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Inverted ductal papilloma of the oral cavity secondary to lower lip trauma. A case report and literature review.
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PMID:  24455058     Owner:  NLM     Status:  PubMed-not-MEDLINE    
Abstract/OtherAbstract:
Inverted ductal papilloma of the oral cavity is an infrequent benign neoplasm of papillary appearance that originates in the secretory duct of a salivary gland. The etiology is unknown, though some authors have related it to human papillomavirus (HPV) infection. We present the case of a 40-year-old woman with a tumor of the lower lip mucosa. Histopathological study of the lesion diagnosed inverted ductal papilloma of the oral cavity. Human papillomavirus DNA detection and typing based on tumor lesion DNA amplification and posterior hybridization, revealed no presence of viral DNA. The antecedents of trauma reported by the patient could have played an important role in the development of this tumor. Key words:Inverted ductal papilloma, intraductal papilloma, oral papilloma, papillary epidermoid adenoma.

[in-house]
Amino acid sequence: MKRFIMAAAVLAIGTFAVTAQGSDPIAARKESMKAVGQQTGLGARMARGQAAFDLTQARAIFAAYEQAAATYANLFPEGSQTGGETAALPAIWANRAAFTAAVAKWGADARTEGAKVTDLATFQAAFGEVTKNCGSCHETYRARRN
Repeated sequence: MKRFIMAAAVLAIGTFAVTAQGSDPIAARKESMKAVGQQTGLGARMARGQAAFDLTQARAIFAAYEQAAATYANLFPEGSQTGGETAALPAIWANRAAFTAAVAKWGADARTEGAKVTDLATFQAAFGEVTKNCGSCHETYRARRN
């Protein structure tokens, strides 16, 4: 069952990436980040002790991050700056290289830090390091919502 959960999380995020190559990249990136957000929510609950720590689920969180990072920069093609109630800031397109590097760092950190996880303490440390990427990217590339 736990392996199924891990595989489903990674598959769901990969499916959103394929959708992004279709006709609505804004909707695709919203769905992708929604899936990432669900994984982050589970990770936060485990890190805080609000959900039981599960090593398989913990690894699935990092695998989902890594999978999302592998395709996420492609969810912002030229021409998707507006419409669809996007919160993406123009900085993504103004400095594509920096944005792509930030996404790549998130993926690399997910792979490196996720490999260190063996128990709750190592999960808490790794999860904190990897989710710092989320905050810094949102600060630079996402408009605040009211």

Authors:
Sergi Sala-Pérez; Antoni España-Tost; August Vidal-Bel; Cosme Gay-Escoda
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Publication Detail:
Type:  Journal Article     Date:  2013-04-01
Journal Detail:
Title:  Journal of clinical and experimental dentistry     Volume:  5     ISSN:  1989-5488     ISO Abbreviation:  J Clin Exp Dent     Publication Date:  2013 Apr 
Date Detail:
Created Date:  2014-01-23     Completed Date:  2014-01-23     Revised Date:  2014-01-27    
Medline Journal Info:
Nlm Unique ID:  101603132     Medline TA:  J Clin Exp Dent     Country:  Spain    
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Languages:  eng     Pagination:  e112-6     Citation Subset:  -    
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Journal Information
Journal ID (nlm-ta): J Clin Exp Dent
Journal ID (iso-abbrev): J Clin Exp Dent
Journal ID (publisher-id): Medicina Oral S.L.
ISSN: 1989-5488
Publisher: Medicina Oral S.L.
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Copyright: © 2013 Medicina Oral S.L.
open-access:
Accepted Day: 10 Month: 1 Year: 2013
Received Day: 7 Month: 12 Year: 2012
Electronic publication date: Day: 1 Month: 4 Year: 2013
collection publication date: Month: 4 Year: 2013
Volume: 5 Issue: 2
First Page: e112 Last Page: e116